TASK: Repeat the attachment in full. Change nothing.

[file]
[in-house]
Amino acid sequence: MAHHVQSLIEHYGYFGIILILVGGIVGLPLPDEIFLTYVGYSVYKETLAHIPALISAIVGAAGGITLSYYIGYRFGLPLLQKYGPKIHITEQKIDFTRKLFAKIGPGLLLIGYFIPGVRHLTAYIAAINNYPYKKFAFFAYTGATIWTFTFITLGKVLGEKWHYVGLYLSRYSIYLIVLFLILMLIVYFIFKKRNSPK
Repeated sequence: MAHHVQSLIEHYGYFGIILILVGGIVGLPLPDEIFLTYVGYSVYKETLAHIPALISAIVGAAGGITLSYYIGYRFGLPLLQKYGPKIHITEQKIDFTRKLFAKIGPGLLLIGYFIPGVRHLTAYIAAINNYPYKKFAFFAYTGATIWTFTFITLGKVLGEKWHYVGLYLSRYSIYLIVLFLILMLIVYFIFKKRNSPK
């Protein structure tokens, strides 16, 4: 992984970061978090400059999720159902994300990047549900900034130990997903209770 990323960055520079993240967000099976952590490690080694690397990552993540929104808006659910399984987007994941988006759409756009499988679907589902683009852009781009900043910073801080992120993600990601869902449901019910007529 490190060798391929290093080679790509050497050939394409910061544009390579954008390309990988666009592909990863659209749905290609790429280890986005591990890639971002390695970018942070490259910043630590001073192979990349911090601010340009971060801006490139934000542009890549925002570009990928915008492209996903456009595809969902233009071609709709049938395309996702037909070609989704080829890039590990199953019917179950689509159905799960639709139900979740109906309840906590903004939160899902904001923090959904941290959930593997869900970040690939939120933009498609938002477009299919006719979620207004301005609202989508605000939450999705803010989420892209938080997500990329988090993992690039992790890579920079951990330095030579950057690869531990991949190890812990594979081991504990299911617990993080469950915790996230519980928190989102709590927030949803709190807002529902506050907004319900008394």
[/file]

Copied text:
[in-house]
Amino acid sequence: MAHHVQSLIEHYGYFGIILILVGGIVGLPLPDEIFLTYVGYSVYKETLAHIPALISAIVGAAGGITLSYYIGYRFGLPLLQKYGPKIHITEQKIDFTRKLFAKIGPGLLLIGYFIPGVRHLTAYIAAINNYPYKKFAFFAYTGATIWTFTFITLGKVLGEKWHYVGLYLSRYSIYLIVLFLILMLIVYFIFKKRNSPK
Repeated sequence: MAHHVQSLIEHYGYFGIILILVGGIVGLPLPDEIFLTYVGYSVYKETLAHIPALISAIVGAAGGITLSYYIGYRFGLPLLQKYGPKIHITEQKIDFTRKLFAKIGPGLLLIGYFIPGVRHLTAYIAAINNYPYKKFAFFAYTGATIWTFTFITLGKVLGEKWHYVGLYLSRYSIYLIVLFLILMLIVYFIFKKRNSPK
């Protein structure tokens, strides 16, 4: 992984970061978090400059999720159902994300990047549900900034130990997903209770 990323960055520079993240967000099976952590490690080694690397990552993540929104808006659910399984987007994941988006759409756009499988679907589902683009852009781009900043910073801080992120993600990601869902449901019910007529 490190060798391929290093080679790509050497050939394409910061544009390579954008390309990988666009592909990863659209749905290609790429280890986005591990890639971002390695970018942070490259910043630590001073192979990349911090601010340009971060801006490139934000542009890549925002570009990928915008492209996903456009595809969902233009071609709709049938395309996702037909070609989704080829890039590990199953019917179950689509159905799960639709139900979740109906309840906590903004939160899902904001923090959904941290959930593997869900970040690939939120933009498609938002477009299919006719979620207004301005609202989508605000939450999705803010989420892209938080997500990329988090993992690039992790890579920079951990330095030579950057690869531990991949190890812990594979081991504990299911617990993080469950915790996230519980928190989102709590927030949803709190807002529902506050907004319900008394």